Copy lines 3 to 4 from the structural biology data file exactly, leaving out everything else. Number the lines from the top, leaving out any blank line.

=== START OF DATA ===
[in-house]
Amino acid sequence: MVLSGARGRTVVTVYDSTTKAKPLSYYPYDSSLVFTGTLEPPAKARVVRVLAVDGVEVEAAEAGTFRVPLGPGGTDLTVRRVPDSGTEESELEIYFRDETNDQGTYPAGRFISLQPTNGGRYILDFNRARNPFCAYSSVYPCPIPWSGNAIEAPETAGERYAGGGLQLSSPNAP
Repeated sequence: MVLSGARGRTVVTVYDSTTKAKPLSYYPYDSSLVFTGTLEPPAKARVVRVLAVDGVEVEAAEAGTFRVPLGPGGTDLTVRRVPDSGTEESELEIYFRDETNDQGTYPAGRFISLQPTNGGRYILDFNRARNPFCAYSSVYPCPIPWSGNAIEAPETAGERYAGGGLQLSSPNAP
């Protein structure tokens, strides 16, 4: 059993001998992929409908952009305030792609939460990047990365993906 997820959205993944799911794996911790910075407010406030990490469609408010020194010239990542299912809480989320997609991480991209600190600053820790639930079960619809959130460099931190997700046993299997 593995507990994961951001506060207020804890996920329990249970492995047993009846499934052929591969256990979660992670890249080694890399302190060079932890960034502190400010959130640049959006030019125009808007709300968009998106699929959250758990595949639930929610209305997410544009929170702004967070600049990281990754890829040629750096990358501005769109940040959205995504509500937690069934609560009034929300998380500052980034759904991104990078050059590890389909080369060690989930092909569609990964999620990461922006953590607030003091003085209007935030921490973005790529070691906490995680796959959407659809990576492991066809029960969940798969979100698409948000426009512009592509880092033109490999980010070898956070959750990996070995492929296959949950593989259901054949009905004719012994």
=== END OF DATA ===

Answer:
Repeated sequence: MVLSGARGRTVVTVYDSTTKAKPLSYYPYDSSLVFTGTLEPPAKARVVRVLAVDGVEVEAAEAGTFRVPLGPGGTDLTVRRVPDSGTEESELEIYFRDETNDQGTYPAGRFISLQPTNGGRYILDFNRARNPFCAYSSVYPCPIPWSGNAIEAPETAGERYAGGGLQLSSPNAP
């Protein structure tokens, strides 16, 4: 059993001998992929409908952009305030792609939460990047990365993906 997820959205993944799911794996911790910075407010406030990490469609408010020194010239990542299912809480989320997609991480991209600190600053820790639930079960619809959130460099931190997700046993299997 593995507990994961951001506060207020804890996920329990249970492995047993009846499934052929591969256990979660992670890249080694890399302190060079932890960034502190400010959130640049959006030019125009808007709300968009998106699929959250758990595949639930929610209305997410544009929170702004967070600049990281990754890829040629750096990358501005769109940040959205995504509500937690069934609560009034929300998380500052980034759904991104990078050059590890389909080369060690989930092909569609990964999620990461922006953590607030003091003085209007935030921490973005790529070691906490995680796959959407659809990576492991066809029960969940798969979100698409948000426009512009592509880092033109490999980010070898956070959750990996070995492929296959949950593989259901054949009905004719012994």